I have been driving in ice and snow for not just the fourteen years in Canada but the two years in Vermont and occasional winter conditions elsewhere. Today's drive from Ottawa to Quebec City reminded me of the basics, but also taught me a thing or two that I had either forgotten or had not quite learned before (grading causes brain damage).
Sure, don't brake but control speed via the gas is fundamental. Given folks plenty of room so that one has reaction time is key. One of my faves: if possible, get ahead of the crowd so that their mistakes become irrelevant.
At least five drivers (I lost count) didn't master these basics since I drove past at least that many cars that had slid off the road.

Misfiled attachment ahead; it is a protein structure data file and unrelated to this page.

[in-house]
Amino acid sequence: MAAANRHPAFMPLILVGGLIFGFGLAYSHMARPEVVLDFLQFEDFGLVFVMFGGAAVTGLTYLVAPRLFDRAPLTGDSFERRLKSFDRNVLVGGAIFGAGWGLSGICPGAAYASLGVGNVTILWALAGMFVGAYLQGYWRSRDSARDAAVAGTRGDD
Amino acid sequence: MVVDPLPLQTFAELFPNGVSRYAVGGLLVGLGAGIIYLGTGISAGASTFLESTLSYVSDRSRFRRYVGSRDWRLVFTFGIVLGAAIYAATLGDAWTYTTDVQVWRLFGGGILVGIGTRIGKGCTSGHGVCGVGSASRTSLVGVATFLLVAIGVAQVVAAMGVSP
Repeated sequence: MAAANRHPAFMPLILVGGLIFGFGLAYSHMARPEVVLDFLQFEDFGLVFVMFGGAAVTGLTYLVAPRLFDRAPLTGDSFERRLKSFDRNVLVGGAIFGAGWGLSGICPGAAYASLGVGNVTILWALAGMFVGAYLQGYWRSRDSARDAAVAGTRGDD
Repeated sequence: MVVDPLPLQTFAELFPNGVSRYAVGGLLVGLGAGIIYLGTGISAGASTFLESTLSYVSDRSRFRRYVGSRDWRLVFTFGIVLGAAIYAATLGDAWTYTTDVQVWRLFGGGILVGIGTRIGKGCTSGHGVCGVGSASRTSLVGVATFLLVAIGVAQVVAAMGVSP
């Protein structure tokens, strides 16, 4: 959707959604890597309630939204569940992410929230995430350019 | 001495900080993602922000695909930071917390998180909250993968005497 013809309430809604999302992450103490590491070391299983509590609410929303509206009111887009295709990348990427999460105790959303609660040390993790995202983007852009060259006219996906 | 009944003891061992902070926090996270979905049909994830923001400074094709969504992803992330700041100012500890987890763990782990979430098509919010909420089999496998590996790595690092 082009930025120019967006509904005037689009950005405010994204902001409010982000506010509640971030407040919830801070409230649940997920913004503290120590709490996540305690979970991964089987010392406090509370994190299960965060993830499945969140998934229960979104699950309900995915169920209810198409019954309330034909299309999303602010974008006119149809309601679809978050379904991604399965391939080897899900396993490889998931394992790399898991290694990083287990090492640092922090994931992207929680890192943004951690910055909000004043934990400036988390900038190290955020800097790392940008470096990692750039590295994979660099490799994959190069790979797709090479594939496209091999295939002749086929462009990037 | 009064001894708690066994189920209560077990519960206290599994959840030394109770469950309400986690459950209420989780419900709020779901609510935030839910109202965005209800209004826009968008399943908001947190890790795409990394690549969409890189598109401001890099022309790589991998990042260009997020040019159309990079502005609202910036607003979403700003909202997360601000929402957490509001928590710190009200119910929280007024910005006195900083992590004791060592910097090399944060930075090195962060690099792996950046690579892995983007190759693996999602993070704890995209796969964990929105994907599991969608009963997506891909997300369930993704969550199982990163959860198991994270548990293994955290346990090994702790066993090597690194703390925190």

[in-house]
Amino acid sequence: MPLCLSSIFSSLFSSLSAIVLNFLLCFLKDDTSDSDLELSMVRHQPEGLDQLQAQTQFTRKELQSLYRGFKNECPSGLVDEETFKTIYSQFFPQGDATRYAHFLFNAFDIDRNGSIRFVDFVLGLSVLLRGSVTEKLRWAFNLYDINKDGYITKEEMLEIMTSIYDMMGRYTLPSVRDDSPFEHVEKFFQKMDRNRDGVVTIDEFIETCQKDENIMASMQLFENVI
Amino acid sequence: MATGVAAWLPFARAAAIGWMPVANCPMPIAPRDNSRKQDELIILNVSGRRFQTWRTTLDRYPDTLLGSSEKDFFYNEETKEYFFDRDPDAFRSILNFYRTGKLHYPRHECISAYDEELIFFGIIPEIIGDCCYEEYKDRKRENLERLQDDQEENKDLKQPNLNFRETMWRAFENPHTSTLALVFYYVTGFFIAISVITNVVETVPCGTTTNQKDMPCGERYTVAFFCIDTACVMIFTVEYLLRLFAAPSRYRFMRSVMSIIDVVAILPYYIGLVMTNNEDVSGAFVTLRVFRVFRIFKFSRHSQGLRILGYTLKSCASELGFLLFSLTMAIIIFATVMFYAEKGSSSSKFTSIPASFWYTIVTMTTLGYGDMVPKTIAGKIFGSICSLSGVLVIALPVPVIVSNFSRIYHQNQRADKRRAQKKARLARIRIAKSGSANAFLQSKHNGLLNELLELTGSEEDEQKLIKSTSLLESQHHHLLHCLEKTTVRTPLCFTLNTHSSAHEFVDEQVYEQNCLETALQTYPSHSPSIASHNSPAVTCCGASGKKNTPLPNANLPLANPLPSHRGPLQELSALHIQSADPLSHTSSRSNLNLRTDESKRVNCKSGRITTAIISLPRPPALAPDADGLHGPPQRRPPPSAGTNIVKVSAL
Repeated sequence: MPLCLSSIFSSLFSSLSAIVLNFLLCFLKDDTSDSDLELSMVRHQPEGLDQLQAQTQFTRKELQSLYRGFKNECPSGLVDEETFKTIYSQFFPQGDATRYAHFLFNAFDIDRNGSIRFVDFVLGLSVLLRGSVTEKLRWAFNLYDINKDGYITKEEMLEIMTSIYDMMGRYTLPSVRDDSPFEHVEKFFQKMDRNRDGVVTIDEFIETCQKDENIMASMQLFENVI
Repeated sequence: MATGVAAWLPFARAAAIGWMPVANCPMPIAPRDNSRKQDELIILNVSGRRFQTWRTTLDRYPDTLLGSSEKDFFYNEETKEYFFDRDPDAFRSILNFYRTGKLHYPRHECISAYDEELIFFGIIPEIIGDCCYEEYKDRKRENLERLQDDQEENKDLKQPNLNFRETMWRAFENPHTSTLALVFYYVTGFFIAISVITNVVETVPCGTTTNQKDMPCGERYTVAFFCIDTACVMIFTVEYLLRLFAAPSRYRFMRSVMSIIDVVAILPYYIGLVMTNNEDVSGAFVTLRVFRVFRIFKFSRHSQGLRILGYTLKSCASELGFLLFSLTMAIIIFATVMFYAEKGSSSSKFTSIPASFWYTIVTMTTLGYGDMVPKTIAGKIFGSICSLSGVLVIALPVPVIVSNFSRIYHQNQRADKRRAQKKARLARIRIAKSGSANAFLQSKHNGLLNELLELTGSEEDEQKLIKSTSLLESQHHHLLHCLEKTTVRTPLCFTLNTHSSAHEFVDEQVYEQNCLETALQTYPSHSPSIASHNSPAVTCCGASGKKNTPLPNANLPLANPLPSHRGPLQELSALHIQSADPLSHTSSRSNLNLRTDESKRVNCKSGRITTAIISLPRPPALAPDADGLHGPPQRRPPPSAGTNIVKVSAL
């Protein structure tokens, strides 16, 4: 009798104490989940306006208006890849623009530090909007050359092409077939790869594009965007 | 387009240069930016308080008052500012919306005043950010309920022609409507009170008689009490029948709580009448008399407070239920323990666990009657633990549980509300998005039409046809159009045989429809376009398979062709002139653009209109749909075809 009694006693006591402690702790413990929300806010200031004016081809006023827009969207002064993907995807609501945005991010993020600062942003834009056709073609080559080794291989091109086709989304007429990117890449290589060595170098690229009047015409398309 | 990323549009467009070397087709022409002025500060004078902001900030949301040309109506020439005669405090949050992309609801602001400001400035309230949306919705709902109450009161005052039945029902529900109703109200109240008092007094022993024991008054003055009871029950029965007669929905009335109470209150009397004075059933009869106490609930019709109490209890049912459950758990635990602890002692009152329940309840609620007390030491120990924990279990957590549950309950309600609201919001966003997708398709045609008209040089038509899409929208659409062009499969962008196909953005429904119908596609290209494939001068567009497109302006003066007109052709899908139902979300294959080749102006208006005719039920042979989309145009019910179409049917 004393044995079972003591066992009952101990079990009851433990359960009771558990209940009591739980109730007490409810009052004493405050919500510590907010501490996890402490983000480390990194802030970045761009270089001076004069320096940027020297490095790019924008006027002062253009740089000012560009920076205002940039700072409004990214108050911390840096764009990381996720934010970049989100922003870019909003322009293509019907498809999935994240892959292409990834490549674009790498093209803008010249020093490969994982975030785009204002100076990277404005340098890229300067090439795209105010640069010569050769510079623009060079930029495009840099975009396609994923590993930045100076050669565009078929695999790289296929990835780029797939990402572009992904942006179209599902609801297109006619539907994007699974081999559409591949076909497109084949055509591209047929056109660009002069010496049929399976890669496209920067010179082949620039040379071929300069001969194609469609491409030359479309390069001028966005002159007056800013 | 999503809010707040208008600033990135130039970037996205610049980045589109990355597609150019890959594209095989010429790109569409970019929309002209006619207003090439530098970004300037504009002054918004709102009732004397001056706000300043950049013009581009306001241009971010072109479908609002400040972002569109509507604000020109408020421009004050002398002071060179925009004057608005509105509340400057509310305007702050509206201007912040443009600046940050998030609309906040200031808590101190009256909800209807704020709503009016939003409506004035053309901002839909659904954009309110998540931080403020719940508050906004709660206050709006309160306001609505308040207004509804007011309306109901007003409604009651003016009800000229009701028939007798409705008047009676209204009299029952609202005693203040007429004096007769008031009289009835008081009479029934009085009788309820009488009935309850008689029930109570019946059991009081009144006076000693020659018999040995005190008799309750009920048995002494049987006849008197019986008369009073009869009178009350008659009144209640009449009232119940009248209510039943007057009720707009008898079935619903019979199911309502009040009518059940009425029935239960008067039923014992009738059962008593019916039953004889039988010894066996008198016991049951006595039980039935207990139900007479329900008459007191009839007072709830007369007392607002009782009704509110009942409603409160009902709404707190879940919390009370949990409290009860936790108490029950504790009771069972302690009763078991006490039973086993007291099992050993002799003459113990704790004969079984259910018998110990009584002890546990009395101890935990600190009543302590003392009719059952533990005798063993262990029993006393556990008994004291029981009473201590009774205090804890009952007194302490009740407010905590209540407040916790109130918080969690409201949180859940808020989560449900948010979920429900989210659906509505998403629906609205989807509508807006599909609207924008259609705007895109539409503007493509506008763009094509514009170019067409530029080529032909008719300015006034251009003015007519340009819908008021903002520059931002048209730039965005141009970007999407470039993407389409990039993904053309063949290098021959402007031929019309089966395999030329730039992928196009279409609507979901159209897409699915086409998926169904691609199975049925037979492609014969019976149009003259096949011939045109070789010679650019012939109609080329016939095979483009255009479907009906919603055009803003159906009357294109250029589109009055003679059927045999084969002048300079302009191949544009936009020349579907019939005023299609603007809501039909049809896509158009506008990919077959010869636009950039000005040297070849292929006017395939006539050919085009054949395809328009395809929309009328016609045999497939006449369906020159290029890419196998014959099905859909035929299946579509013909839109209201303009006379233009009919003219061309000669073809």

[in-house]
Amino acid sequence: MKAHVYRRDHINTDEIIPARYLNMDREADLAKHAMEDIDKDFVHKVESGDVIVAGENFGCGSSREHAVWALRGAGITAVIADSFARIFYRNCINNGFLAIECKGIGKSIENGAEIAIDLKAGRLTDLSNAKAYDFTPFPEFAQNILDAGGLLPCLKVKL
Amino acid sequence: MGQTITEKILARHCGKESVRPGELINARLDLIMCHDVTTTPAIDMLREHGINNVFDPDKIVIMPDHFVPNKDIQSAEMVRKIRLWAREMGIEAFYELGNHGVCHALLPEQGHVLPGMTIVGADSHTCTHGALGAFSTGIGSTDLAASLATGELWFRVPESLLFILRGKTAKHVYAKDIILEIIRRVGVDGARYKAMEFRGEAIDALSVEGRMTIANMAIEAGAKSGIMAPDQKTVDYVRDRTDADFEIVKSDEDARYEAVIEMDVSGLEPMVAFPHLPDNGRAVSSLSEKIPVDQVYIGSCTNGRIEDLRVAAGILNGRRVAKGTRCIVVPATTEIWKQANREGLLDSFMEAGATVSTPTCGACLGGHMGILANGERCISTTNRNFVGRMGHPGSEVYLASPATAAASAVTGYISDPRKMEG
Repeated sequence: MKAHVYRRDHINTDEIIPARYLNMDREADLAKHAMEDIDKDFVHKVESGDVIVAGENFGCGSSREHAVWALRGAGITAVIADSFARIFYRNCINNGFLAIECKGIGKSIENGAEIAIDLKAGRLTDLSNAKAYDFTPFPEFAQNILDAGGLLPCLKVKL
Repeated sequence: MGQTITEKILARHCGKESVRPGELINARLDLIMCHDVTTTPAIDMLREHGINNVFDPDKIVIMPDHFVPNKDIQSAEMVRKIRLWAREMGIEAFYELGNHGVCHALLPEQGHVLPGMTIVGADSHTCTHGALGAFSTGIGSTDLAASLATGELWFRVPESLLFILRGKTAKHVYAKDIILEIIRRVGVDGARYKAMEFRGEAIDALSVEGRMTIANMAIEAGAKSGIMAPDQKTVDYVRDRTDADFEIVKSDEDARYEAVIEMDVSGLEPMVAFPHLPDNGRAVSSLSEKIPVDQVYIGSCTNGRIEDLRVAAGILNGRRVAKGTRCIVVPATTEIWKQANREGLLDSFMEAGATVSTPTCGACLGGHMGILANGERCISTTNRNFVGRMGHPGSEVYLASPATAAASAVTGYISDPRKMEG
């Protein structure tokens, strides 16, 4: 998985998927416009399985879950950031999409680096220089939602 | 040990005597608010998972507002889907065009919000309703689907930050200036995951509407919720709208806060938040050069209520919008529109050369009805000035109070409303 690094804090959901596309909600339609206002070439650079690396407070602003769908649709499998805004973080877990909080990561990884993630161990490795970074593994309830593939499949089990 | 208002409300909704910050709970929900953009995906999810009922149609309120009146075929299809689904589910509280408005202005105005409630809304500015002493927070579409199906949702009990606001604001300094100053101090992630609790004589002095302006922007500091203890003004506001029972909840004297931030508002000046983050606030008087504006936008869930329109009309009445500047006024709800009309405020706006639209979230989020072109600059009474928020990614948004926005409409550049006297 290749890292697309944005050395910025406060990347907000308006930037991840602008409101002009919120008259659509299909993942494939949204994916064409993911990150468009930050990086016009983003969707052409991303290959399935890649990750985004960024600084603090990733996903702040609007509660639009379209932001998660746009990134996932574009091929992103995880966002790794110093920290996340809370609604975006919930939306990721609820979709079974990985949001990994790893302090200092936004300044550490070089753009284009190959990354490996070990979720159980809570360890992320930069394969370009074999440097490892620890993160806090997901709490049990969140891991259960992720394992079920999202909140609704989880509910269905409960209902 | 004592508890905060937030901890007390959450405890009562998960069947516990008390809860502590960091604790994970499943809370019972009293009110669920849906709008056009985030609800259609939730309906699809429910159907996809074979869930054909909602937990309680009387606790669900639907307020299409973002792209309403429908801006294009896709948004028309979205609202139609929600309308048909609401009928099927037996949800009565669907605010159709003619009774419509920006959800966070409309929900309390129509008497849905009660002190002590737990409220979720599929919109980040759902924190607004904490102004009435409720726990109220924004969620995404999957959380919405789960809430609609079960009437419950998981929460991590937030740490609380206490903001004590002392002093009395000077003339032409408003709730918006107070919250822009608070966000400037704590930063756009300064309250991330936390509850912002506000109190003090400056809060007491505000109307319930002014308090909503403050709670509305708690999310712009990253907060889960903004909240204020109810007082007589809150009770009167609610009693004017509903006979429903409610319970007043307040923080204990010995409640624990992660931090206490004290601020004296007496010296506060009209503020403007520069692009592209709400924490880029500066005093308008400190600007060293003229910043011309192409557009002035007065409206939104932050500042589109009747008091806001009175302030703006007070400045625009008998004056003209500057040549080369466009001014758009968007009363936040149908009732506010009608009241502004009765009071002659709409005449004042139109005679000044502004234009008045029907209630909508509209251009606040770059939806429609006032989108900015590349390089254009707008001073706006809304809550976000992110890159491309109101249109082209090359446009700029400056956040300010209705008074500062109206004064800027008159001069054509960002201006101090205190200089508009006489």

The new lesson related to passing when only one lane is mostly clear. The tricky part is that passing trucks do help develop good tracks to follow, so following the passing truck to pass the slow cars makes sense. But if the truck moves over, then the easy track ends. Which raises the question of how close to follow the truck? The answer: not that close. So, I had to be behind overly slow cars (slow is safe, super-slow can actually be dangerous as congestion is very bad---leads to braking and then breaking).
Twas an interesting drive for the first part of the day, taking twice as long as it should. Not too much slipping and sliding and skidding, but definitely potential for it. I am here in Quebec to give two book talks and squeeze in some skiing on my winter break (tis our week-long break this week). So, I was ambivalent about the snow storm--made driving harder but might improve the ski conditions ... except that there was also freezing rain.
We shall see tomorrow... hopefully I will have some nice skiing pics of me flying almost into the St. Laurence River.